They run a tight ship at PTC, but that ship is a tad tighter today, with back-to-back high-level meetings. An almost nervous energy on the floor.

The globetrotting corporate executive himself, however, knows the importance of doing press, so he’s cleared out some time for us.

“I’m a second-generation BAT employee, actually,” he says in his office, referring to his father’s post-PAF career. “No overlap between the two of us, though. I saw the job ad after graduating from university. He had retired by then but was quite happy when I got the job.”

He speaks with a confident and refined ease. If there were any rough edges that the engineering graduate of UET Peshawar (a bit of a boys’ club) had, they have been smoothened, and polished out, by decades of international corporate exposure.

We sit in a grand office on the seventh floor of the office complex. Wide windows soak in sunlight, and a view of the Islamabad skyline, and the lush green Margalla Hills behind it.

We’re sitting with him, in an attempt to understand what makes him tick, so we can try to distill that ‘right stuff’ in him, that got him where he is.

He got his head start, 27 years ago, at the Akora Khattak factory, as a management trainee.

“It was the first time that the PTC was getting high-speed machines. Previously, high technology investment by BAT was always skewed towards developed countries. This was the first time they were bringing something like this to Pakistan. I was made project manager for this within four months of my joining,” he says.

The mechanical engineer seems to have taken to it like a duck to water. “Pure engineering project. Implementing the machines, learning how to run them, making the buildings for them, installing air conditioning for them.”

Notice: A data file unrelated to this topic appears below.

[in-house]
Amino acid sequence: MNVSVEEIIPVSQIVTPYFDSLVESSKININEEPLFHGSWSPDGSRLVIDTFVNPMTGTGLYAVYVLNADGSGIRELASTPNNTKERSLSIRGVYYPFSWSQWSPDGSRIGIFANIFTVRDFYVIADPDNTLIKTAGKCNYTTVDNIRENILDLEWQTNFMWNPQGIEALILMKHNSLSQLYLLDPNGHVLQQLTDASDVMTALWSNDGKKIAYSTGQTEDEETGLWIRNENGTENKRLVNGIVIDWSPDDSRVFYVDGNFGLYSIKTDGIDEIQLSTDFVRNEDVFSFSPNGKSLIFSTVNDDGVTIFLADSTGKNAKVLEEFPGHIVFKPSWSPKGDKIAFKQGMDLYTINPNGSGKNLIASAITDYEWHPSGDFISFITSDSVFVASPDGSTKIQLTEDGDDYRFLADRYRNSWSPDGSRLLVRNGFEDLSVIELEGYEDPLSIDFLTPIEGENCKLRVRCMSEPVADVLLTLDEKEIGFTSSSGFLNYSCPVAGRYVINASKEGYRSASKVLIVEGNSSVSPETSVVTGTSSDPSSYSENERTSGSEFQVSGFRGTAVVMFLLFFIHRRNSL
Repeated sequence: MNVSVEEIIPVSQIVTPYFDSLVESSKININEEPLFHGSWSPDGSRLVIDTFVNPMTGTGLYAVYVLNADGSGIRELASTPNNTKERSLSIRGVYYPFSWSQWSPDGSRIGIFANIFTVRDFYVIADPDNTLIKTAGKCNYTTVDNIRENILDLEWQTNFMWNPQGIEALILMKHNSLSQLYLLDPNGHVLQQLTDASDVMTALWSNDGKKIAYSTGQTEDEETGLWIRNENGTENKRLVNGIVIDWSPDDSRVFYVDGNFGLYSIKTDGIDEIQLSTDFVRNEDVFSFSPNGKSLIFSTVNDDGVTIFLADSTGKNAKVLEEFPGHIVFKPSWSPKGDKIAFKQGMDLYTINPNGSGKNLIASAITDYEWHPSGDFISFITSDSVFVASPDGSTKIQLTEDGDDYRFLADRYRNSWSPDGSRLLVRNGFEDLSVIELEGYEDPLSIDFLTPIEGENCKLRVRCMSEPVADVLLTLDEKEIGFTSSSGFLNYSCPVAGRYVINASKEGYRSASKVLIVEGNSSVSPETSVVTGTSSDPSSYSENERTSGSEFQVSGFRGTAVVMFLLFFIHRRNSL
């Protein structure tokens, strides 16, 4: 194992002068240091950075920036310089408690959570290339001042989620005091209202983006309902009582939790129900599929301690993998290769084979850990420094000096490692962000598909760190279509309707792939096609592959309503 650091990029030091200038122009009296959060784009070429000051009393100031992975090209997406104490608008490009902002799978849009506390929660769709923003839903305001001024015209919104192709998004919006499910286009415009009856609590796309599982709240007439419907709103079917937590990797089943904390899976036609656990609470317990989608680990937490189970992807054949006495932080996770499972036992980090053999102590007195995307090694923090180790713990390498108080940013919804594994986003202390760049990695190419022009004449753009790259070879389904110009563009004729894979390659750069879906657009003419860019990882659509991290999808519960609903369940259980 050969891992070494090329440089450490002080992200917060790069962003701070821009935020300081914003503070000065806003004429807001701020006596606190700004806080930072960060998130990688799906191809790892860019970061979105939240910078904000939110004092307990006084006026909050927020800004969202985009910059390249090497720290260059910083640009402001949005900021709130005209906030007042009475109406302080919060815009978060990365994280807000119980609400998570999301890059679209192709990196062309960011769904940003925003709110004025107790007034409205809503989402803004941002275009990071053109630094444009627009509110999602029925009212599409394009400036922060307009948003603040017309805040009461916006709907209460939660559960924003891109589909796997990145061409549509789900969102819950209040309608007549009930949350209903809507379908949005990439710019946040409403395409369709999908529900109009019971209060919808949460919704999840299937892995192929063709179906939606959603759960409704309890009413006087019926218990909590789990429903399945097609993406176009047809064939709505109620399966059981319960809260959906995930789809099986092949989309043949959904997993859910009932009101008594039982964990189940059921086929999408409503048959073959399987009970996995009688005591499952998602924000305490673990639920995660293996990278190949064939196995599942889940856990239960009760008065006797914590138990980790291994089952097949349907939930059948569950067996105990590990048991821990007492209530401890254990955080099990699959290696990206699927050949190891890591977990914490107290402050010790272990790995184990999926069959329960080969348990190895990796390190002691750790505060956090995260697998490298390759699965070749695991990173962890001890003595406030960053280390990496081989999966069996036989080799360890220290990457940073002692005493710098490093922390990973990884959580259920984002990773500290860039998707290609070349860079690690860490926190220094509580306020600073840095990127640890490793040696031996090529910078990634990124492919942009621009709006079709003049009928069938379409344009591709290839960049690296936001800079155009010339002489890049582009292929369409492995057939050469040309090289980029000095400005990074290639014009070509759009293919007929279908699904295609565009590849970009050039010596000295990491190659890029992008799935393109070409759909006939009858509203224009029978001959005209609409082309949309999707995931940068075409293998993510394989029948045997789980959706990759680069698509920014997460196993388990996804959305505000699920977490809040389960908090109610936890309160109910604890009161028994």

Production management, quality assurance, the where-its-at of operations, basically. It was from this role, that his career took an interesting turn: he was sent to the Islamabad head office in a marketing role. Operations chaps usually don’t get that gig, not only because they might not want to, in the first place.

“It was somewhere in between Marketing and Operations. That’s what the role was. Innovations. But the innovations weren’t restricted to product only. It was product development, trade marketing, it was many things,” he says.

He seemed to be up for a challenge and a stint outside the comfort zone. Perhaps a first indication of ‘the right stuff.’ A series of starkly different work experiences.

Which is only what the next pivot could be described as. PTC saw Afghanistan as a massive new market access opportunity in the aftermath of the fall of the Taliban regime.

The combination of a track record for innovation and being able to speak the language – Pashto; Khan is a Marwat from Khyber Pakhtunkhwa’s Lakki Marwat District – got him selected for the role.

This is the first time that he got to lead a full team that had many moving parts across disciplines. “Marketing, finance, HR people for establishing a full-fledged business in Afghanistan.”